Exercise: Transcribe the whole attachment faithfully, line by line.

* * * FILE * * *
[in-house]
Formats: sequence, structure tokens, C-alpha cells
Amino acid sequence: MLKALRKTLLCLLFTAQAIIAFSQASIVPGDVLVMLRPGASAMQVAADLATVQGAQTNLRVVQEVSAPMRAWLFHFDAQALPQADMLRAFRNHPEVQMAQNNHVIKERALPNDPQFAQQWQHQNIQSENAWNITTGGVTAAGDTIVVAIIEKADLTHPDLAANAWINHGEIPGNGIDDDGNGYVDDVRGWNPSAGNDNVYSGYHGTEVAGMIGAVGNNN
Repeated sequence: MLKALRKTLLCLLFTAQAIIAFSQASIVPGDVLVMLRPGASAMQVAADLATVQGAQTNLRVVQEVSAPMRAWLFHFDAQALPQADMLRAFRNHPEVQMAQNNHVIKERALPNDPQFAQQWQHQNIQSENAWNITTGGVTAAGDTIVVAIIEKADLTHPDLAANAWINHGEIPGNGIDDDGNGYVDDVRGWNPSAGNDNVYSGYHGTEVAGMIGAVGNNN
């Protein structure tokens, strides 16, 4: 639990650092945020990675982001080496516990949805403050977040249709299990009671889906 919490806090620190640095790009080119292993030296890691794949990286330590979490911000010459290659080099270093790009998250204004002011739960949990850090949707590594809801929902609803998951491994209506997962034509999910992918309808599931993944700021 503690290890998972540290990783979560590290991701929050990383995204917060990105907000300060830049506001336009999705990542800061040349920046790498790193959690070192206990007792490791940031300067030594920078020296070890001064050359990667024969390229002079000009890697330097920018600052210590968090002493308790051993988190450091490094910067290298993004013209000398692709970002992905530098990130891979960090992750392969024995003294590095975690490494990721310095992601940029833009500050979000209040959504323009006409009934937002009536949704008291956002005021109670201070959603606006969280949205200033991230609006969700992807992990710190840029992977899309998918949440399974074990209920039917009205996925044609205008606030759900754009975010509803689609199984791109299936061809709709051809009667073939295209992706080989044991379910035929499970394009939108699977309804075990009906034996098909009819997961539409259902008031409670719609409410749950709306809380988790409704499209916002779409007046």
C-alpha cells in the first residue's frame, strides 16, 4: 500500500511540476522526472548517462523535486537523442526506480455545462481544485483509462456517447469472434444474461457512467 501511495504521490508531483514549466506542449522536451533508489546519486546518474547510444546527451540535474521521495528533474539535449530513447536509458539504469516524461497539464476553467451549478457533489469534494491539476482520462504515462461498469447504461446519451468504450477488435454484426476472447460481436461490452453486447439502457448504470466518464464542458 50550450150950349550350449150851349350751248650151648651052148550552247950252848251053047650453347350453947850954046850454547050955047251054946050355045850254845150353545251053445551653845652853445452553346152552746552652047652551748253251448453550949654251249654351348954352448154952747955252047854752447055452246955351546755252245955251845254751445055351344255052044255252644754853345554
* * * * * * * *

[in-house]
Formats: sequence, structure tokens, C-alpha cells
Amino acid sequence: MLKALRKTLLCLLFTAQAIIAFSQASIVPGDVLVMLRPGASAMQVAADLATVQGAQTNLRVVQEVSAPMRAWLFHFDAQALPQADMLRAFRNHPEVQMAQNNHVIKERALPNDPQFAQQWQHQNIQSENAWNITTGGVTAAGDTIVVAIIEKADLTHPDLAANAWINHGEIPGNGIDDDGNGYVDDVRGWNPSAGNDNVYSGYHGTEVAGMIGAVGNNN
Repeated sequence: MLKALRKTLLCLLFTAQAIIAFSQASIVPGDVLVMLRPGASAMQVAADLATVQGAQTNLRVVQEVSAPMRAWLFHFDAQALPQADMLRAFRNHPEVQMAQNNHVIKERALPNDPQFAQQWQHQNIQSENAWNITTGGVTAAGDTIVVAIIEKADLTHPDLAANAWINHGEIPGNGIDDDGNGYVDDVRGWNPSAGNDNVYSGYHGTEVAGMIGAVGNNN
């Protein structure tokens, strides 16, 4: 639990650092945020990675982001080496516990949805403050977040249709299990009671889906 919490806090620190640095790009080119292993030296890691794949990286330590979490911000010459290659080099270093790009998250204004002011739960949990850090949707590594809801929902609803998951491994209506997962034509999910992918309808599931993944700021 503690290890998972540290990783979560590290991701929050990383995204917060990105907000300060830049506001336009999705990542800061040349920046790498790193959690070192206990007792490791940031300067030594920078020296070890001064050359990667024969390229002079000009890697330097920018600052210590968090002493308790051993988190450091490094910067290298993004013209000398692709970002992905530098990130891979960090992750392969024995003294590095975690490494990721310095992601940029833009500050979000209040959504323009006409009934937002009536949704008291956002005021109670201070959603606006969280949205200033991230609006969700992807992990710190840029992977899309998918949440399974074990209920039917009205996925044609205008606030759900754009975010509803689609199984791109299936061809709709051809009667073939295209992706080989044991379910035929499970394009939108699977309804075990009906034996098909009819997961539409259902008031409670719609409410749950709306809380988790409704499209916002779409007046």
C-alpha cells in the first residue's frame, strides 16, 4: 500500500511540476522526472548517462523535486537523442526506480455545462481544485483509462456517447469472434444474461457512467 501511495504521490508531483514549466506542449522536451533508489546519486546518474547510444546527451540535474521521495528533474539535449530513447536509458539504469516524461497539464476553467451549478457533489469534494491539476482520462504515462461498469447504461446519451468504450477488435454484426476472447460481436461490452453486447439502457448504470466518464464542458 50550450150950349550350449150851349350751248650151648651052148550552247950252848251053047650453347350453947850954046850454547050955047251054946050355045850254845150353545251053445551653845652853445452553346152552746552652047652551748253251448453550949654251249654351348954352448154952747955252047854752447055452246955351546755252245955251845254751445055351344255052044255252644754853345554